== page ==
Can you overdo it? Yes! You can drink too much water, especially plain water. You can become hyponatremic, a condition that occurs when the level of sodium in the blood is too low. Your body holds onto more water and you may appear edematous, or swollen.

Symptoms of hyponatremia are:

  • nausea
  • fatigue
  • confusion

To properly hydrate, sip water throughout the day, have a water bottle around as a reminder, and still drink on your bike rides, but don’t force it. Don’t drink large amounts of water to hide hunger.

Urine color can be a good indicator of hydration status. Clear means overhydration. Pale yellow to yellow is ideal. An amber or dark yellow color urine indicates you need to drink water immediately! If you are sweating a lot, it’s really hot out, or you just completed an intense ride, add a little salt to your food or eat a salty snack like tortilla chips, pretzels, salted nuts, pickles, popcorn, beef jerky or fruit with salt on it.

Signs of dehydration

How can you tell if you are dehydrated? Symptoms of dehydration include:

  • dark urine
  • low volume of urine
  • dizziness
  • lightheadedness
  • increased thirst
  • fatigue
  • headaches

Dehydration can be caused by simply forgetting to drink water, being in hot temperatures either during exercise or during the day, and illness. If you work in profession where you are exposed to high temperatures such as landscapers, gardeners, constructions workers, food service employees or work in a warehouse you are at a higher risk of dehydration. I would consider sipping on a drink like Liquid IV or Flow Formulas Electrolyte Hydration mix during the day.

Ever get headaches after a long day at work? While it could be due to time spent at a computer or lack of sleep, think back to how much water you drank that day. I always recommend taking a water bottle anytime you go somewhere to have it to sip on.

Flavored water can encourage hydration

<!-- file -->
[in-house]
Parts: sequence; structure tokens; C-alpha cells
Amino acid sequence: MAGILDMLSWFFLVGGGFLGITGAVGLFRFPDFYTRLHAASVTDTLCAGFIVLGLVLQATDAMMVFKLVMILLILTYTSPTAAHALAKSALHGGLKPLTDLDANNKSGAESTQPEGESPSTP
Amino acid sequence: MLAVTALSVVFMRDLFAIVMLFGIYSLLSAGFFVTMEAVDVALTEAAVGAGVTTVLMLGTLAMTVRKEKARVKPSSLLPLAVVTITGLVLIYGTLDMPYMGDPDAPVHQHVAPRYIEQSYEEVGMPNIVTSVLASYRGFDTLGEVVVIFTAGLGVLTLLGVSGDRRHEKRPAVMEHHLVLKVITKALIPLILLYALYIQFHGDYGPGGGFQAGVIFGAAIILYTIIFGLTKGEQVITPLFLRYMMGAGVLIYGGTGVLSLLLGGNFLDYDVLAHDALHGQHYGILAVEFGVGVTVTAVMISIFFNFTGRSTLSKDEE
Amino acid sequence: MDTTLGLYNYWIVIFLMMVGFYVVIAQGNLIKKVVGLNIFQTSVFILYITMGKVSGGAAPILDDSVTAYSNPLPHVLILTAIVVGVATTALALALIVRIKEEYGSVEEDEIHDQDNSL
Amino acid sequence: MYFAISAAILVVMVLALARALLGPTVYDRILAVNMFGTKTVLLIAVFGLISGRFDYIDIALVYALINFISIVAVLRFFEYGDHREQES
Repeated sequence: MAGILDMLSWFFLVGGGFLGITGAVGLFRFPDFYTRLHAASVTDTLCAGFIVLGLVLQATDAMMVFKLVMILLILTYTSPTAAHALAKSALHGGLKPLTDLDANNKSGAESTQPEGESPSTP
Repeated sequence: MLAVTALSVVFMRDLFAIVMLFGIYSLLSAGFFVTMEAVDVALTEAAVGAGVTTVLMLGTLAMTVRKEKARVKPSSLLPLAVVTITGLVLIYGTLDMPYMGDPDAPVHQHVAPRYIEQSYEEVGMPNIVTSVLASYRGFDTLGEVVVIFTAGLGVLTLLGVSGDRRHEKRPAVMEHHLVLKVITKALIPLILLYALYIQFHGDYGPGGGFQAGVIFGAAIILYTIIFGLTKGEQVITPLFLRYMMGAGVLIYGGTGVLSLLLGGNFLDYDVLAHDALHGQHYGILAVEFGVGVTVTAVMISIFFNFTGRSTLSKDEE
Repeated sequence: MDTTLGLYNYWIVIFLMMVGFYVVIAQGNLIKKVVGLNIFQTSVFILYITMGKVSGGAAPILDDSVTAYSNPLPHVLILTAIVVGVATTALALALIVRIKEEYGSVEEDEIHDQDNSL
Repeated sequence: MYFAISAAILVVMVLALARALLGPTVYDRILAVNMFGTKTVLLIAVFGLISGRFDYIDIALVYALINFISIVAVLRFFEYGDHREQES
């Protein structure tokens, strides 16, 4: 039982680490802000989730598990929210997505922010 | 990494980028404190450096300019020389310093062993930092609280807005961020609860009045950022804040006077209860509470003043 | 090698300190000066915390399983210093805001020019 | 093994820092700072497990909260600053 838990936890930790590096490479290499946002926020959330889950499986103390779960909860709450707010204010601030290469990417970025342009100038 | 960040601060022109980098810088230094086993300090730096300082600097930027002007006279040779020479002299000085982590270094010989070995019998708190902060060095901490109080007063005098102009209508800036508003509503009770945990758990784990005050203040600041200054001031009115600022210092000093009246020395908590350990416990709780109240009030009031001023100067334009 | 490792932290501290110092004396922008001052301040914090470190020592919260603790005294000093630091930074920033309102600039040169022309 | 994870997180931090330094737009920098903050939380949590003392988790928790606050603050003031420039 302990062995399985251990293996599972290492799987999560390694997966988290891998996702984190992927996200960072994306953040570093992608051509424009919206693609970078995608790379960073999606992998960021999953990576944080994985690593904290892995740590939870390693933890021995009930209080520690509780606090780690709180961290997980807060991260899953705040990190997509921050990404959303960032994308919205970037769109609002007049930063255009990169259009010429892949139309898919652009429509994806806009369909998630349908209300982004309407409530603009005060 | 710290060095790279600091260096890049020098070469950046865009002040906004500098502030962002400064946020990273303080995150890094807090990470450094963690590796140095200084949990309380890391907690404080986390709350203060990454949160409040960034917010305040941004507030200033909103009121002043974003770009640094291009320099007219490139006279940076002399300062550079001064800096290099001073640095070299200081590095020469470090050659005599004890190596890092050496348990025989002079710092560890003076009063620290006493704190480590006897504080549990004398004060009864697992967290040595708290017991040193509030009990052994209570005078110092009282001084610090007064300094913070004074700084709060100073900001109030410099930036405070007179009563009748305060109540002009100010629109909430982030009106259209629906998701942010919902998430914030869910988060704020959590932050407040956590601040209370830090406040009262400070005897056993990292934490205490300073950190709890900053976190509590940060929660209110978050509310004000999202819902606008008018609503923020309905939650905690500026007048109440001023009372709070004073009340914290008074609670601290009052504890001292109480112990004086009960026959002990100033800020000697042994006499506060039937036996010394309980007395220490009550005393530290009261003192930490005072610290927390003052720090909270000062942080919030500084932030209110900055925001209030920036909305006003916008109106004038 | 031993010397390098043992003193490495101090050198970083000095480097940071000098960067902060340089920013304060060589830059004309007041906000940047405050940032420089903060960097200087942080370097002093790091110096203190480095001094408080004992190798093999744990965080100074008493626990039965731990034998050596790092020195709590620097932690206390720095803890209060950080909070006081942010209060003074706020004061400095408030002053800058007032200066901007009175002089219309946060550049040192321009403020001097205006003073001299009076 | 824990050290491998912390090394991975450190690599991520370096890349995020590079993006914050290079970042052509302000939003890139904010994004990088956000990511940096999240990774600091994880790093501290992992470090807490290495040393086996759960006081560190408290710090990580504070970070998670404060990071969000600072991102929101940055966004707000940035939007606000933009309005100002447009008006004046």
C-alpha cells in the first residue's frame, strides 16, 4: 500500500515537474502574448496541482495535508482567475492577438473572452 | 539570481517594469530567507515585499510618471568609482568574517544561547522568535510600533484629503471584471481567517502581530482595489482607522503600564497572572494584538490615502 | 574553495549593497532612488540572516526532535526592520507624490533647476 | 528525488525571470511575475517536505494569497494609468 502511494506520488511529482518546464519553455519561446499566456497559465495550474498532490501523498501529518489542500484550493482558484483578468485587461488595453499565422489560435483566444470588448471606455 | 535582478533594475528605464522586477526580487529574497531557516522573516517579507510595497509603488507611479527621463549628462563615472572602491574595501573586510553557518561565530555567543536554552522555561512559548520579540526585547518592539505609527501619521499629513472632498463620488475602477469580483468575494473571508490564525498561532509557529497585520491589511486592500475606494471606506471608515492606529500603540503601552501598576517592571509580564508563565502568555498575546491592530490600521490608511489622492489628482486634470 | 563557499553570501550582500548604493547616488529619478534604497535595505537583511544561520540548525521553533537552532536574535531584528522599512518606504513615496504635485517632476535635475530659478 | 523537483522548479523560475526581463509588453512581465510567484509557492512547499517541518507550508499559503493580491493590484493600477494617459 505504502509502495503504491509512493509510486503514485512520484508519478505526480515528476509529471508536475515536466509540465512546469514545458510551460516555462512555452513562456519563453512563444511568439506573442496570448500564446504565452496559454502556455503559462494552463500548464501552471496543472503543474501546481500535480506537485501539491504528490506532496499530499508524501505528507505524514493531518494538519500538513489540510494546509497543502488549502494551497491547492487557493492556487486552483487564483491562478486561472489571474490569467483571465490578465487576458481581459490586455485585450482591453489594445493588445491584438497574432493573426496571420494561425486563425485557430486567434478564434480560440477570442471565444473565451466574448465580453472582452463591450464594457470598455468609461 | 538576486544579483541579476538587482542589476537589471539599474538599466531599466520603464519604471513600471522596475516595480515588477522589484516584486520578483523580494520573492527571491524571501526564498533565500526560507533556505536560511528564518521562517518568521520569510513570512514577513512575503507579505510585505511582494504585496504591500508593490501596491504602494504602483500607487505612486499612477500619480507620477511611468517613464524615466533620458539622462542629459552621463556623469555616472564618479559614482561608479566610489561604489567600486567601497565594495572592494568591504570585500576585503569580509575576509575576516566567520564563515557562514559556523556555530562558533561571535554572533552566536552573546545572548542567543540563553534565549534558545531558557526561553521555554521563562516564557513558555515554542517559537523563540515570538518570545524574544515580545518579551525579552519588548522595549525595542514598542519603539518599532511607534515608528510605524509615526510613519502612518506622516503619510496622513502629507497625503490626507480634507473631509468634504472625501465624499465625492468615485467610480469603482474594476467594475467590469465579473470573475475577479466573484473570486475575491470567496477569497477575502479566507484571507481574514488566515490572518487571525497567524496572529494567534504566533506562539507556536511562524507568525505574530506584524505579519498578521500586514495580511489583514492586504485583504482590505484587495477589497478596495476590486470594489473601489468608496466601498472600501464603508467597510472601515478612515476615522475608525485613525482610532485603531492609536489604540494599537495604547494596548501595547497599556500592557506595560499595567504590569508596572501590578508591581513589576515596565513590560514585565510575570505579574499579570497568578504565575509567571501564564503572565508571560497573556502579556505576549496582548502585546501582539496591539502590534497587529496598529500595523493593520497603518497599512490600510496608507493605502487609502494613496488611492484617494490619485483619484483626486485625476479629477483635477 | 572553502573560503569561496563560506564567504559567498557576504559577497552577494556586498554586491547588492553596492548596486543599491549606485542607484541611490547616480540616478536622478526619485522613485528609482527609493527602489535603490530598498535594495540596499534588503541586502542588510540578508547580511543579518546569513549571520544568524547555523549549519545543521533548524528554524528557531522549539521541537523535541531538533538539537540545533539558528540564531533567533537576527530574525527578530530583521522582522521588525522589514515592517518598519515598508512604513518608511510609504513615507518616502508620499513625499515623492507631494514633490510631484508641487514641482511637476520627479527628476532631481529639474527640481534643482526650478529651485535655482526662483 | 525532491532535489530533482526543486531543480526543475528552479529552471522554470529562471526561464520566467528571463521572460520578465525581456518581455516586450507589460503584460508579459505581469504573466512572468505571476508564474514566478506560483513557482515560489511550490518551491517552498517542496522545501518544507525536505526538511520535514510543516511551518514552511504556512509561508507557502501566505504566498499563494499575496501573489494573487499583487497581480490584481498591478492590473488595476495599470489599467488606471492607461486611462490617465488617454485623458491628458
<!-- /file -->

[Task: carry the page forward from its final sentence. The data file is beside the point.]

If you forget to drink water or don’t like the taste, add lemon, lime, or other flavorings. Seltzer water, unsweetened herbal tea, and hot tea are also great options. Keep in mind that drinking alcohol can dehydrate you because it acts as a diuretic. As you age you are also at a greater risk of dehydration. Older adults have less water in their bodies and have a deceased thirst sensation. Furthermore, it takes longer to replace body fluids and recover from dehydration as you age.

Emily’s pro tip:

Feeling dehydrated after spending all day out in the sun? My favorite summer snack is watermelon with a little salt on it. However, in addition to their many vitamins and minerals, many fruits and veggies are great for hydration because of their water content. In particular, watermelon, strawberries, oranges, peaches, cantaloupe, celery, and cucumbers have a higher water content.


Regular exercise helps improve health, can reduce your risk of heart disease, and can strengthen your bones and muscles. You should talk to your doctor before changing your exercise or nutrition program.

Emily is a Registered Dietitian Nutritionist (RDN) who specializes in Sports Nutrition. She strives to help athletes of any level fuel for optimal performance and health. For more about Emily and to learn more about nutrition for a healthy and active lifestyle, visit